Could not find an answer, really. So I have a server running having one ip address assigned. The server is hosting www, dns and mail.

This is how I tried to configure it (excerpt):

               IN    NS     ns1.domain.com
               IN    MX     mail.domain.com
   mail        IN    A      ip.ip.ip.ip
   ns1         IN    A      ip.ip.ip.ip
   www         IN    CNAME  mail

This is not allowed I think, since only one A record is possible per ip.

I tried to fix this with this config:

               IN    NS     ns1.domain.com
               IN    MX     mail.domain.com
   mail        IN    A      ip.ip.ip.ip
   ns1         IN    CNAME  mail
   www         IN    CNAME  mail

But then I get the error, that a CNAME for a nameserver is illegal.

How can I fix this? I only have one IP!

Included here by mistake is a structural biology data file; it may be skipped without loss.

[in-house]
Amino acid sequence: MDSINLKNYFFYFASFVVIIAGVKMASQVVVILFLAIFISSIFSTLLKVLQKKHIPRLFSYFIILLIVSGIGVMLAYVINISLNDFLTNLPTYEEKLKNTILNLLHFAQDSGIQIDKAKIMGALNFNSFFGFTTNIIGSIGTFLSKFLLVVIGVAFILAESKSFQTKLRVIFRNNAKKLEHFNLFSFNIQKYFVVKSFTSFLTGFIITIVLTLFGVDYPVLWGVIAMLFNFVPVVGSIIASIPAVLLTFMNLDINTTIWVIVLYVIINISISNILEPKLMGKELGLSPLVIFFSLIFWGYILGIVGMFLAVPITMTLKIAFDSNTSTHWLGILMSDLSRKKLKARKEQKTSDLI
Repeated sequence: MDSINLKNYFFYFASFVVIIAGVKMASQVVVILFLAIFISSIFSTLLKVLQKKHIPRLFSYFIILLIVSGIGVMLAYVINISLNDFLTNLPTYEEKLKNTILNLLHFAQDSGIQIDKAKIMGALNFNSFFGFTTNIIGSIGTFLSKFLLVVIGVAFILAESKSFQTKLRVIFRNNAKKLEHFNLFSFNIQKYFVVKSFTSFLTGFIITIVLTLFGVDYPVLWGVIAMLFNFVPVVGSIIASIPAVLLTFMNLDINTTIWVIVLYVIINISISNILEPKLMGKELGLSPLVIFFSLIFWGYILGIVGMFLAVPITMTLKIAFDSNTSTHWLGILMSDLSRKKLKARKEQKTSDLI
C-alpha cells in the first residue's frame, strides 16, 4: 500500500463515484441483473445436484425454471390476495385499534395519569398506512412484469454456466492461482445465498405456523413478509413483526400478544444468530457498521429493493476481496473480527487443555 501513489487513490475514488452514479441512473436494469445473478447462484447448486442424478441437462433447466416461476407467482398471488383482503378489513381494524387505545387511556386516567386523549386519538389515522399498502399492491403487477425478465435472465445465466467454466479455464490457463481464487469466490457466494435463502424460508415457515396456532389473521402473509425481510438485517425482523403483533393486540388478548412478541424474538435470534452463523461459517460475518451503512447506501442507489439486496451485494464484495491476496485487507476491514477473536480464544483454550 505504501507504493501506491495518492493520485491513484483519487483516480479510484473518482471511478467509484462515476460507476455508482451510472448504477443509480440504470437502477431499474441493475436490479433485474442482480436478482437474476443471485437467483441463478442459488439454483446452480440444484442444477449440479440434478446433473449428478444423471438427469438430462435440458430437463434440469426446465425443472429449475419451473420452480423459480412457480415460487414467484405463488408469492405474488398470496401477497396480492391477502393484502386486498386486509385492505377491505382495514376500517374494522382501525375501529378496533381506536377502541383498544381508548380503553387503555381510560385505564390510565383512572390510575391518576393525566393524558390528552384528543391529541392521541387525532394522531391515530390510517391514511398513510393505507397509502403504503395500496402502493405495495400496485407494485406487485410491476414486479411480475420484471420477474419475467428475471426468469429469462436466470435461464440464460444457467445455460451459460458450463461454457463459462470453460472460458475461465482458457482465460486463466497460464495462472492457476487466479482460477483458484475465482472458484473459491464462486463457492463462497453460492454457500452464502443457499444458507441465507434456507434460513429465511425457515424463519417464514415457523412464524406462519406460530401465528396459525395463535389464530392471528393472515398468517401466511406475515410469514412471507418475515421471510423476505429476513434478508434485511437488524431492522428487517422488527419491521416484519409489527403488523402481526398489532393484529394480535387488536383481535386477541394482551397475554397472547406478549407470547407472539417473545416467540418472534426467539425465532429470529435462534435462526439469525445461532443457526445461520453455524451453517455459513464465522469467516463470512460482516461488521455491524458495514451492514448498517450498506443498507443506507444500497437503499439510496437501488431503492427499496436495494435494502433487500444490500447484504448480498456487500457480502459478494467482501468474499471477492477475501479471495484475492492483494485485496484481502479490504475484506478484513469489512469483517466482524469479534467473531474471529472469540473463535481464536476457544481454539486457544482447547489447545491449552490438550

• 2
    What exactly isn't working? Show the output from dig for a lookup that's wrong. Also, you are missing trailing dots from the fully qualified domains on the right hand side. (The MX and NS records above.) – Ladadadada Feb 13 '13 at 10:18

Why do you think you can only have one A record per IP? You can have as many as you like. The first example is correct and fine.

What you can't have is mutliple IP's for the reverse lookup. I think you may of confused the two.


You can have multiple RRs pointing to the same IP address. Using CNAME records can be useful in many circumstances but NS and MX records are not one of them. Make sure that you NS and MX RRs point to an A record.

RFC2181 section 10.3 says

10.3. MX and NS records

The domain name used as the value of a NS resource record, or part of the value of a MX resource record must not be an alias. Not only is the specification clear on this point, but using an alias in either of these positions neither works as well as might be hoped, nor well fulfills the ambition that may have led to this approach. This domain name must have as its value one or more address records. Currently those will be A records, however in the future other record types giving addressing information may be acceptable. It can also have other RRs, but never a CNAME RR...

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